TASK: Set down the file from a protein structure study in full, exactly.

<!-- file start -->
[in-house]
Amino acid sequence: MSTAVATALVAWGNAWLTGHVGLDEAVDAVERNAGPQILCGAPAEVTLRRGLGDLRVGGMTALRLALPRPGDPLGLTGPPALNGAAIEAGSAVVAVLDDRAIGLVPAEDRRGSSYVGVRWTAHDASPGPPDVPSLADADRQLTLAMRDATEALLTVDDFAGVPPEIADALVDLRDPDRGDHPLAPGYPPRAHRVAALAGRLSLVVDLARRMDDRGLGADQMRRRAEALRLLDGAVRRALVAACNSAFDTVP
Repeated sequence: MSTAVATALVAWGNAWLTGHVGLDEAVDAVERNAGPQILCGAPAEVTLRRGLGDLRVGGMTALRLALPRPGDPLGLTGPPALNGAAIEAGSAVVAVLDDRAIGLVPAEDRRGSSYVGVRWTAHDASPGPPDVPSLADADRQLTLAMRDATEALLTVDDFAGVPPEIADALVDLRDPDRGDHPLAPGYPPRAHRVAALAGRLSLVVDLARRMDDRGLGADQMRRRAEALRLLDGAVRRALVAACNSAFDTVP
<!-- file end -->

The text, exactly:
[in-house]
Amino acid sequence: MSTAVATALVAWGNAWLTGHVGLDEAVDAVERNAGPQILCGAPAEVTLRRGLGDLRVGGMTALRLALPRPGDPLGLTGPPALNGAAIEAGSAVVAVLDDRAIGLVPAEDRRGSSYVGVRWTAHDASPGPPDVPSLADADRQLTLAMRDATEALLTVDDFAGVPPEIADALVDLRDPDRGDHPLAPGYPPRAHRVAALAGRLSLVVDLARRMDDRGLGADQMRRRAEALRLLDGAVRRALVAACNSAFDTVP
Repeated sequence: MSTAVATALVAWGNAWLTGHVGLDEAVDAVERNAGPQILCGAPAEVTLRRGLGDLRVGGMTALRLALPRPGDPLGLTGPPALNGAAIEAGSAVVAVLDDRAIGLVPAEDRRGSSYVGVRWTAHDASPGPPDVPSLADADRQLTLAMRDATEALLTVDDFAGVPPEIADALVDLRDPDRGDHPLAPGYPPRAHRVAALAGRLSLVVDLARRMDDRGLGADQMRRRAEALRLLDGAVRRALVAACNSAFDTVP